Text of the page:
The food prices as at end of September gives an idea of how much you might be spending on food in the month of October 2017
Comparative Analysis of prices between September and August
NB: * Accra market is Agbogbloshie * Kumasi is the Central market.
Some major commodities dropped in prices in the month of September. Tomatoes lost 41.41 percent to close at GHS 282.50 per crate, making it the highest loss in the month. Yam (Pona) followed with a loss of 30.20 percent to close at GHS 468.00 per 100 tubers. Maize lost 9.30 ercent to close at GHS 126.86 per bag with cassava also losing 5.81 percent to close at GHS 75.67 per bag. Groundnut also lost 5.47 percent to close at GHS 362.57 with gari and local rice losing less that 2 percentage points to close the month at GHS 222.29 and GHS 284.57 respectively. Millet and soya both made gains above 5 percent. Milllet gained 5.63 percent to close at GHS 217.14 percent with soya beans also gaining 5.27 percent to close at GHS 208.14. Cowpea also made a gain of 3.75 percent to close at GHS 367.71 with wheat closing at GHS 221.50 representing a gain of 1.92 percent. Imported rice gained less than a percentage point to close at GHS 295.80. Some commodity prices are low because famers have started harvesting and sending to the markets.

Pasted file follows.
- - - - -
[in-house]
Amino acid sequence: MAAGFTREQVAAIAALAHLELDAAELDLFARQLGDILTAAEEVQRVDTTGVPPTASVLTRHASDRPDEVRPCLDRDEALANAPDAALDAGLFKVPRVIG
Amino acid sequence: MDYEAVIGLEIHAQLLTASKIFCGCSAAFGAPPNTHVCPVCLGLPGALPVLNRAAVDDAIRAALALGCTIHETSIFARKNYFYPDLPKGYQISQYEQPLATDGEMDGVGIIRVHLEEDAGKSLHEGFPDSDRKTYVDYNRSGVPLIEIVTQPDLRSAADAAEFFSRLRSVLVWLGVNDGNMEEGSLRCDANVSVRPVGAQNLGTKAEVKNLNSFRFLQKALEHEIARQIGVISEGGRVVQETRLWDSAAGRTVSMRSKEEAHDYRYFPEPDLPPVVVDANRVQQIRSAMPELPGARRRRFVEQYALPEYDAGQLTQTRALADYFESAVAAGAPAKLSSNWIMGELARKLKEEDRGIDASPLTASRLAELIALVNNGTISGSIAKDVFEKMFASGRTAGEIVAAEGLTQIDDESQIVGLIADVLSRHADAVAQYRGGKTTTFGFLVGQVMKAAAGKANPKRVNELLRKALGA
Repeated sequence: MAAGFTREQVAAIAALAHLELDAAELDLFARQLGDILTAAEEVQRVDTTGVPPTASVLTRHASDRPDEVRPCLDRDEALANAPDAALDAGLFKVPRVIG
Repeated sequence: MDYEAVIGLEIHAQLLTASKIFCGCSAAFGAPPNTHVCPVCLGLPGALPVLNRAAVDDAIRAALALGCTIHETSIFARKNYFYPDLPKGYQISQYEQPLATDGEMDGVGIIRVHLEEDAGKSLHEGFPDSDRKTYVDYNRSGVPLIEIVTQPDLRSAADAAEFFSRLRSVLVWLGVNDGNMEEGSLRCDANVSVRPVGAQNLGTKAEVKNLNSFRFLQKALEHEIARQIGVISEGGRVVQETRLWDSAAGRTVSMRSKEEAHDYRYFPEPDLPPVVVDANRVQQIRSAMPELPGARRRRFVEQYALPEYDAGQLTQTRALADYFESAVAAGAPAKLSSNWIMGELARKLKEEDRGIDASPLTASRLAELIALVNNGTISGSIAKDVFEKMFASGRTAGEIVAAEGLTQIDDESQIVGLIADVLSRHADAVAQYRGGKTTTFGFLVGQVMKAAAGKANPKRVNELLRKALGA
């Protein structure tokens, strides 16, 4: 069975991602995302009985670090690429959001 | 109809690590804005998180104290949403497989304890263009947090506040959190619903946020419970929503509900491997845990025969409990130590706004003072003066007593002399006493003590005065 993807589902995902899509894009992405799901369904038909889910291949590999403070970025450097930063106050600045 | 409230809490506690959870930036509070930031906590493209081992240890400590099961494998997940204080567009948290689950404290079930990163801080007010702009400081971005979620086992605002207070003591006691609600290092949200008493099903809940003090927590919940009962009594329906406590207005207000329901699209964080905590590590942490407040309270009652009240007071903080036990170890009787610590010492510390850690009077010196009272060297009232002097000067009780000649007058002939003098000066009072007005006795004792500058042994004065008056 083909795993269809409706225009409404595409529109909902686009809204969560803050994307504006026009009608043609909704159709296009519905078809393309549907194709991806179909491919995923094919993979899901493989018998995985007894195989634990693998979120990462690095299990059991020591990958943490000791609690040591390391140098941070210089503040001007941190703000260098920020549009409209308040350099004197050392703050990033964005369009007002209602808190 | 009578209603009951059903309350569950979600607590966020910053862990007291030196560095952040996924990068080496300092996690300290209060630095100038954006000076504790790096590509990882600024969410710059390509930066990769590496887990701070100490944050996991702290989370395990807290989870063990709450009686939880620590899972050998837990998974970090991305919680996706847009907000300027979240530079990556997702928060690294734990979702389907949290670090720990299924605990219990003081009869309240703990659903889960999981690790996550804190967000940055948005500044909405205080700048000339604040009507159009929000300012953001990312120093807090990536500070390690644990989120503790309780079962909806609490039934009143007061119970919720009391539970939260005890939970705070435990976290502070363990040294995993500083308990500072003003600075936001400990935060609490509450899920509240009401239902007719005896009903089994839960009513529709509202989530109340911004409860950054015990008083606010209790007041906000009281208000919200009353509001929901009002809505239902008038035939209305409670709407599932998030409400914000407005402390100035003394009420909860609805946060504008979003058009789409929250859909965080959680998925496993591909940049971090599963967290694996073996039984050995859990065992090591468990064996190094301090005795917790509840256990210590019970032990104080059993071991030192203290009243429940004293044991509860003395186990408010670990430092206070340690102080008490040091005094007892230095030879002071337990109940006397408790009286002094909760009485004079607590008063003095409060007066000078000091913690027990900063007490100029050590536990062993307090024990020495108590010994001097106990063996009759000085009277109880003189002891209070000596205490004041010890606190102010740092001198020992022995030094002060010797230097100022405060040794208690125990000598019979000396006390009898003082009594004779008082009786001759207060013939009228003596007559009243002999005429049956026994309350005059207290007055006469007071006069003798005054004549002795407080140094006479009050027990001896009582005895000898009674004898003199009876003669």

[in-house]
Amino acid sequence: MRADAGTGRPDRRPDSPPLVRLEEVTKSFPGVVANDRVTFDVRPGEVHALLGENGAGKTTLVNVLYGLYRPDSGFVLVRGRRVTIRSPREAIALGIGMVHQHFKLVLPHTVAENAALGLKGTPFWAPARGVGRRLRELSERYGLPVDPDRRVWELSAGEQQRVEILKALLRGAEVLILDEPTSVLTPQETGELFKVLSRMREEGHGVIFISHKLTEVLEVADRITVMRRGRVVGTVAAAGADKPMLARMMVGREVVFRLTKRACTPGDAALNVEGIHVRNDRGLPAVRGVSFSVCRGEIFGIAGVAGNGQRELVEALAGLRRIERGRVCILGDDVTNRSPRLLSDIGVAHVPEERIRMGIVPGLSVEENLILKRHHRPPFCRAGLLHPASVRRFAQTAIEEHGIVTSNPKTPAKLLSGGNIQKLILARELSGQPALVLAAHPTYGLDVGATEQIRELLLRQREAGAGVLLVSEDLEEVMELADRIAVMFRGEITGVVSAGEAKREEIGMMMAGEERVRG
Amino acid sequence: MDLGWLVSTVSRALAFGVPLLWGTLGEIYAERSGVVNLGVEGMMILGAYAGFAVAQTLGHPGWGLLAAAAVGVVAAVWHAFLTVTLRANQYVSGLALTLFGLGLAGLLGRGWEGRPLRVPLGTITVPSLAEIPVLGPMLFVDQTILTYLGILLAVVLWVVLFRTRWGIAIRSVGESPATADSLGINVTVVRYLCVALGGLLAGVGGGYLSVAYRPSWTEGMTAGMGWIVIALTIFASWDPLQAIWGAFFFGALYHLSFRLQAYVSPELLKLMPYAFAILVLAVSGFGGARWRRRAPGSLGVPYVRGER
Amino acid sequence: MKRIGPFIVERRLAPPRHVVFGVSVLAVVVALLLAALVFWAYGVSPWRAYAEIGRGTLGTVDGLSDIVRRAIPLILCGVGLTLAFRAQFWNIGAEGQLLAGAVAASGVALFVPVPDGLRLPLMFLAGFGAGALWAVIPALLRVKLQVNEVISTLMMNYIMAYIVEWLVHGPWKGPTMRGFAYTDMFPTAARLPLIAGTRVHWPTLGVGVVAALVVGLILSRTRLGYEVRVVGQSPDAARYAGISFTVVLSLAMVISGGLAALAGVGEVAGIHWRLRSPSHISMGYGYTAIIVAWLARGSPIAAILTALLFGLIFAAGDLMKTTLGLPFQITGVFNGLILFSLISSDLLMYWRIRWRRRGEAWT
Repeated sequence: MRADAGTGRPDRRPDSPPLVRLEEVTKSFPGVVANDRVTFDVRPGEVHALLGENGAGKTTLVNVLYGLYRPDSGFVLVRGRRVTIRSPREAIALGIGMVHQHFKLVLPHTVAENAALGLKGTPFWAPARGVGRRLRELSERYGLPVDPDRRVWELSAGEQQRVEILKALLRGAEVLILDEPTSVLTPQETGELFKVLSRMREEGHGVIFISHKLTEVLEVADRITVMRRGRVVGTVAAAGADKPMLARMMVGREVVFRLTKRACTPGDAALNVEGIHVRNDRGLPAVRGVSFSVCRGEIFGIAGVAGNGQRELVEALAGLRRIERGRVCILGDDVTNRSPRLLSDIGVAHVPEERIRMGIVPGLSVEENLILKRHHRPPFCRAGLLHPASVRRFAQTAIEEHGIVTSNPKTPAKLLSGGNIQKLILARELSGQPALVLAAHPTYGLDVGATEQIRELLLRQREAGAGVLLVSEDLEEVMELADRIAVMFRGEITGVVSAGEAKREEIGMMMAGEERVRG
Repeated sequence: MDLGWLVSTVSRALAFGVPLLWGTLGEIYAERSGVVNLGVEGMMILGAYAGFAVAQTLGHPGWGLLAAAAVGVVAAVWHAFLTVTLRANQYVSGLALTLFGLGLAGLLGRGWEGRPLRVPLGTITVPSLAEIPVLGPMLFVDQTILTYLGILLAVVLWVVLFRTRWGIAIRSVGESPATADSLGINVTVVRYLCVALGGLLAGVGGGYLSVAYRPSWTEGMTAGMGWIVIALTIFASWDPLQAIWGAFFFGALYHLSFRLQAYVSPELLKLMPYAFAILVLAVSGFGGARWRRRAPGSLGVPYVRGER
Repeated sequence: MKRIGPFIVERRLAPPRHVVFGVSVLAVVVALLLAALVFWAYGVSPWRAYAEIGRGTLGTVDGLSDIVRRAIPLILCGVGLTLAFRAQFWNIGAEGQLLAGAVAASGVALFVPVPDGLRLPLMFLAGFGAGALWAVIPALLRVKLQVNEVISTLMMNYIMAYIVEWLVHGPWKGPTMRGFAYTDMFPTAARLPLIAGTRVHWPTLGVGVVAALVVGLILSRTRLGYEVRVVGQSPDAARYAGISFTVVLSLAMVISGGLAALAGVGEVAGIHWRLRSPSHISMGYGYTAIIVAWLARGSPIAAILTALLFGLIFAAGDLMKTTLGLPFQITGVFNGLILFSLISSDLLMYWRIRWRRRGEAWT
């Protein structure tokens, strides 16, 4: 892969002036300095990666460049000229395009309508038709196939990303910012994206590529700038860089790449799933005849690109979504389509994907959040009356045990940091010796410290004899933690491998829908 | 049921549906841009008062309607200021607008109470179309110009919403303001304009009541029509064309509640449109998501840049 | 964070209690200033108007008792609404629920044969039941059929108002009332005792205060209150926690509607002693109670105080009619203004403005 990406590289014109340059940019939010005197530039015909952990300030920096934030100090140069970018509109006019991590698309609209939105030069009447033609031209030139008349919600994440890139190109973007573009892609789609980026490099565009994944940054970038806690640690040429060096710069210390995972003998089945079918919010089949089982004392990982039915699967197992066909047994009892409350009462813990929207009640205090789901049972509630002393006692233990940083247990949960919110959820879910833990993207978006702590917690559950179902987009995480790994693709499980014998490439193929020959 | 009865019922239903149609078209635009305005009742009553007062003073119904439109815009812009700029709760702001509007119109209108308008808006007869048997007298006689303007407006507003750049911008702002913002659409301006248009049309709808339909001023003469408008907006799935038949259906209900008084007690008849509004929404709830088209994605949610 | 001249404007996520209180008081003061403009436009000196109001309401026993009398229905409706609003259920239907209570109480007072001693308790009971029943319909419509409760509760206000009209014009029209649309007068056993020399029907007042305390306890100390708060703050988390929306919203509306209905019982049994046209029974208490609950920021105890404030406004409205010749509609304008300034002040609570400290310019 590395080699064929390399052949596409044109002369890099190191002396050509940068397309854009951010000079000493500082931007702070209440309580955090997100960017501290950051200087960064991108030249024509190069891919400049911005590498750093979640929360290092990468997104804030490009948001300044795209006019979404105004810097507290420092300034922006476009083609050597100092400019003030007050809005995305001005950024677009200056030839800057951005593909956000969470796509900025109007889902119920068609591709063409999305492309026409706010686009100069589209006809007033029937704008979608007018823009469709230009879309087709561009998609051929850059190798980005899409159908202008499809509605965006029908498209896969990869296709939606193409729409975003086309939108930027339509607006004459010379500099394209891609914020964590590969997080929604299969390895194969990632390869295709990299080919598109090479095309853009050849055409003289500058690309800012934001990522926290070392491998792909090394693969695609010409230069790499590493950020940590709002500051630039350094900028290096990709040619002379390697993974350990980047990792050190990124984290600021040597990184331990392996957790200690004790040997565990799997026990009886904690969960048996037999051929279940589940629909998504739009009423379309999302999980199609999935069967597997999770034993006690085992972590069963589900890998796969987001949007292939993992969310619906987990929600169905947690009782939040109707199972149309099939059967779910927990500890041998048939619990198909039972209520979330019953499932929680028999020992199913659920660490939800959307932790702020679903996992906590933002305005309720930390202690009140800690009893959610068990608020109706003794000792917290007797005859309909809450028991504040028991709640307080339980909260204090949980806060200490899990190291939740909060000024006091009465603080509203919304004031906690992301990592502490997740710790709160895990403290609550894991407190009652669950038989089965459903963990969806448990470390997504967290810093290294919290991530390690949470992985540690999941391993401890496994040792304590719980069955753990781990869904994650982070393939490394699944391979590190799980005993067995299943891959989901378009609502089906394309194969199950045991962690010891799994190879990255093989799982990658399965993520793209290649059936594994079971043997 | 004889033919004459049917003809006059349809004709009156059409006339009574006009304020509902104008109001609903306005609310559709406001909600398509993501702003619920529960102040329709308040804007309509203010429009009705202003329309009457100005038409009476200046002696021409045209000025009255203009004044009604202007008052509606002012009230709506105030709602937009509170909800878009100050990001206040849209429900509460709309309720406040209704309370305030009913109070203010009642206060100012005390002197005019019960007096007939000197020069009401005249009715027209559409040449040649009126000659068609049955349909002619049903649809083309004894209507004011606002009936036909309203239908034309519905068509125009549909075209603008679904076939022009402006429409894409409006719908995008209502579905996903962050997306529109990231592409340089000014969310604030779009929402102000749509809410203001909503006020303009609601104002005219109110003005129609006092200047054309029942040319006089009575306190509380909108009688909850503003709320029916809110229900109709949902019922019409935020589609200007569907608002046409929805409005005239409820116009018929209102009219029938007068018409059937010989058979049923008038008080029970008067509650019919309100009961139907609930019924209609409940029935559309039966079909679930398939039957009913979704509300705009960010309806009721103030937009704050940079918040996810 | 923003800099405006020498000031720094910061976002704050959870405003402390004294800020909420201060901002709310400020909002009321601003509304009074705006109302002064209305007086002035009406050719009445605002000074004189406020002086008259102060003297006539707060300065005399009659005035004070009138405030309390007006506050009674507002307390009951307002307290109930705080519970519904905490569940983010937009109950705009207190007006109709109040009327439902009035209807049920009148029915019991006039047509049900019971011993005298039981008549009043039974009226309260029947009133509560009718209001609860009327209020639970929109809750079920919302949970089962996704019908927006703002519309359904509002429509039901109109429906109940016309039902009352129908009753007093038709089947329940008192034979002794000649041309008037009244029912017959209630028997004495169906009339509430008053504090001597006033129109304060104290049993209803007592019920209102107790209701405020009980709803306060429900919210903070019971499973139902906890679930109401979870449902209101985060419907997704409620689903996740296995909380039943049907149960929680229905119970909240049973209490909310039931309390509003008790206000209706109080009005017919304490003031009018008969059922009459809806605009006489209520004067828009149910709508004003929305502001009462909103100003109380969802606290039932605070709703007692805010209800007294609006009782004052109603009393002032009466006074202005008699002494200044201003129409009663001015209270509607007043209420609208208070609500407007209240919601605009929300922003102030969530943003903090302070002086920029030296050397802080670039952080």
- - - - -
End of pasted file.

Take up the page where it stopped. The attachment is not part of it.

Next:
A bag of maize lost 9.30 percent to close at GHS 126.86. The highest price of GHS 170 was recorded at Takoradi and with the lowest price of GHS 79.00 recorded at Techiman.
The average price for a bag of local rice lost 1.73 percent to close at GHS 284.57. The highest price of GHS 450 per bag was recorded at Accra with the lowest price of GHS 217.00 recorded at Kumasi.
The average price of tomatoes lost 41.41 percent to close the month at GHS 282.50. The highest price of GHS 358.00 was recorded at Takoradi with Dambai recording the lowest price of GHS 180. There is no data for Bawku for wholesale price because currently tomatoes are traded at the retail level on that market.